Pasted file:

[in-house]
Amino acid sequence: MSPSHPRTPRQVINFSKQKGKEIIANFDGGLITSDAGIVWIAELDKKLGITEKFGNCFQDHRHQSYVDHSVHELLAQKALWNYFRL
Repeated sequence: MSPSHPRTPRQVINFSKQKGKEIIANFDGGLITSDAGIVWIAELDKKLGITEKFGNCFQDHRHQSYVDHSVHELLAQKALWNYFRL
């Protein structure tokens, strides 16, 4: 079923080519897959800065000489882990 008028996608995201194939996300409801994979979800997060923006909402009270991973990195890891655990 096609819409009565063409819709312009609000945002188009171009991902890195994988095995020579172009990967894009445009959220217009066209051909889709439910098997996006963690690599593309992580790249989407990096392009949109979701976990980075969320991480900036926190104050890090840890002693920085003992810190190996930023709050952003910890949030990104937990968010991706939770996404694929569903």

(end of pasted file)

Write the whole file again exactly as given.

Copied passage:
[in-house]
Amino acid sequence: MSPSHPRTPRQVINFSKQKGKEIIANFDGGLITSDAGIVWIAELDKKLGITEKFGNCFQDHRHQSYVDHSVHELLAQKALWNYFRL
Repeated sequence: MSPSHPRTPRQVINFSKQKGKEIIANFDGGLITSDAGIVWIAELDKKLGITEKFGNCFQDHRHQSYVDHSVHELLAQKALWNYFRL
């Protein structure tokens, strides 16, 4: 079923080519897959800065000489882990 008028996608995201194939996300409801994979979800997060923006909402009270991973990195890891655990 096609819409009565063409819709312009609000945002188009171009991902890195994988095995020579172009990967894009445009959220217009066209051909889709439910098997996006963690690599593309992580790249989407990096392009949109979701976990980075969320991480900036926190104050890090840890002693920085003992810190190996930023709050952003910890949030990104937990968010991706939770996404694929569903």